Inventory the strengths and weaknesses of the platforms you're considering. Get a clear idea of the limits of the social network or web application you're looking at - both from a user's perspective and an administrator's, and looking at both the technology and the community. (For example, you may find that Digg has features you love, but a toxic commenting culture.)

Hang out. Nothing gives you an intuitive appreciation for a new space, online or offline, quite like spending time there. Play anthropologist and observe the rituals, the unspoken rules and the way people participate.

Understand the table stakes. What's the minimum level of engagement required to have a credible presence on that platform? If you aren't able to deliver that over the long haul, you probably want to call things off now until that changes. That said, you can always...

Constrain your presence. Your first foray onto a new social network doesn't have to be your organization's definitive, all-encompassing presence there. Instead, consider creating an outpost with a focused, limited purpose: for example, around a particular event or campaign. If that purpose has a built-in expiry date (say, when an event ends), so much the better; it gives you a graceful exit should you decide this isn't the platform for you. (An added advantage: focus often means a more compelling reason for users to participate.)

Identify the best bang for your buck (or your hour). Get to know the platform well enough to know where you get the highest-value engagement. Is it through comments on your own posts? Intervening in discussion boards on someone else's page? What kind of content attracts the best participation from your community?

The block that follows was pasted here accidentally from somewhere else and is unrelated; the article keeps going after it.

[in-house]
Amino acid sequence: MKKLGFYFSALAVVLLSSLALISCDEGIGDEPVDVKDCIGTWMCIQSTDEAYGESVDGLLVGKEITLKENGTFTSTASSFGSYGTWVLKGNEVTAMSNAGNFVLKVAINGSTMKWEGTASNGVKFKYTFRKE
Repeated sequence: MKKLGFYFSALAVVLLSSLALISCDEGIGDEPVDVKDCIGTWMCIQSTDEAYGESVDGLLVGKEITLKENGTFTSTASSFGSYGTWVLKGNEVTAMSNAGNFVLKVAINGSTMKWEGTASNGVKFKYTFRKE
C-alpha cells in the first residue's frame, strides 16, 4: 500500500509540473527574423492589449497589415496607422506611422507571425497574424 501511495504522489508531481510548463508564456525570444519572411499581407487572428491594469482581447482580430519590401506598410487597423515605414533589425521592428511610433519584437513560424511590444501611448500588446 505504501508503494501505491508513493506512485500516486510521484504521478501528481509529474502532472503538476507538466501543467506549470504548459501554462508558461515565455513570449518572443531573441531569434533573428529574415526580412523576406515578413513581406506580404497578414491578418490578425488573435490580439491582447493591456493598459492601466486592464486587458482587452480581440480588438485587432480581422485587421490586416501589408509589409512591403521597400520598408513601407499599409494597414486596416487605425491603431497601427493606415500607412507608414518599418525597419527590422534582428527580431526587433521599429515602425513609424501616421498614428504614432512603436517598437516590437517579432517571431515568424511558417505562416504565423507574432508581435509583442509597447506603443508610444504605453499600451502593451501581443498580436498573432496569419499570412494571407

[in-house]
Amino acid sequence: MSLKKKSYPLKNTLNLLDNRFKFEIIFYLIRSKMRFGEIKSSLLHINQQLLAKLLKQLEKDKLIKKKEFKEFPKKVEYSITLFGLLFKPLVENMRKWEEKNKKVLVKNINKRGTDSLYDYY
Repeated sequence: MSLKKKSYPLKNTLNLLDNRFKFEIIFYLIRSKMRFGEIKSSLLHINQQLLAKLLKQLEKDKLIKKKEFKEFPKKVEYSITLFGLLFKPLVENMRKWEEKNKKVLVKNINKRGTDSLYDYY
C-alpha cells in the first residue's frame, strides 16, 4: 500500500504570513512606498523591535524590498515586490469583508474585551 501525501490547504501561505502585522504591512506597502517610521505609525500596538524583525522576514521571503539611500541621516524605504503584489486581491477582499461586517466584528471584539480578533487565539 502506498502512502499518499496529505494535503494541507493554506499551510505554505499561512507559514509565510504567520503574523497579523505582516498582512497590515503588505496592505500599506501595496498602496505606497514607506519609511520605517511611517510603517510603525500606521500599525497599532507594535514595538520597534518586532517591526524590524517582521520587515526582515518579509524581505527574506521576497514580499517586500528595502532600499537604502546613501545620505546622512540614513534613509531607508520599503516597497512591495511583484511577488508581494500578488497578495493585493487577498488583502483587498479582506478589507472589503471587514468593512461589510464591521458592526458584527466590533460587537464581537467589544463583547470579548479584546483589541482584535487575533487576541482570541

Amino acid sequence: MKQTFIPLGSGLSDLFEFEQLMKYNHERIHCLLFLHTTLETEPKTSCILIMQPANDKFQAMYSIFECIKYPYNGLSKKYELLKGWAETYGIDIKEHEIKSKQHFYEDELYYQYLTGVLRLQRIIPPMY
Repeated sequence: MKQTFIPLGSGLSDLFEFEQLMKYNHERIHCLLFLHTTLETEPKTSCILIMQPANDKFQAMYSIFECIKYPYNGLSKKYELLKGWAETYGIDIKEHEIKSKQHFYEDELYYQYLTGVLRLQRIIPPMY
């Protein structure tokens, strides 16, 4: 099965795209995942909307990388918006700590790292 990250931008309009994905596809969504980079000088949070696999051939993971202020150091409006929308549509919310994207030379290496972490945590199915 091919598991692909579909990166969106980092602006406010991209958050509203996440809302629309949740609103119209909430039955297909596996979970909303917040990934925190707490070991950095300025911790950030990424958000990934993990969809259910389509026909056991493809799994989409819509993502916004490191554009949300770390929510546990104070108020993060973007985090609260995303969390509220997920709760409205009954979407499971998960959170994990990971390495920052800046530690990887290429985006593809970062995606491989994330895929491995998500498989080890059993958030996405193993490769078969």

Assess your needs realistically. Recognize that reaching out to people and responding to queries takes time. Make sure you have the resources to cover your engagement plans... or scale those plans down accordingly.

Get creative about staffing. You may not have enough time to monitor everything happening on a particular platform... but maybe your supporters can help you out. Consider asking them to help you identify comments that need replies, contributions that deserve to be recognized, offensive content, and content elsewhere on the network you should know about. Be upfront about what you're asking for and why - you don't want to look like you're trying to astroturf - and you may be able to magnify your impact online.

Start small and build out. One thing Facebook gets right is letting you switch engagement features on or off. You can launch a Page with only the Wall enabled, and begin calibrating your ambitions according to the level of conversation that emerges. Then, as time goes on, you can start switching more features on. (Or not.)

Manage expectations. Be upfront with your visitors about your intentions and goals, how you'd like them to participate, and what they can (and can't) expect from you. You might be surprised how willing most people will be to operate within those constraints... and how tolerant they'll be when you have to deal with people who aren't.

Assess how it's working for you. Look at the benefits and costs of your presence. Are you and your audience getting real value from your conversations? Are you freeing up resources you might have had to spend elsewhere (for instance, in customer support)?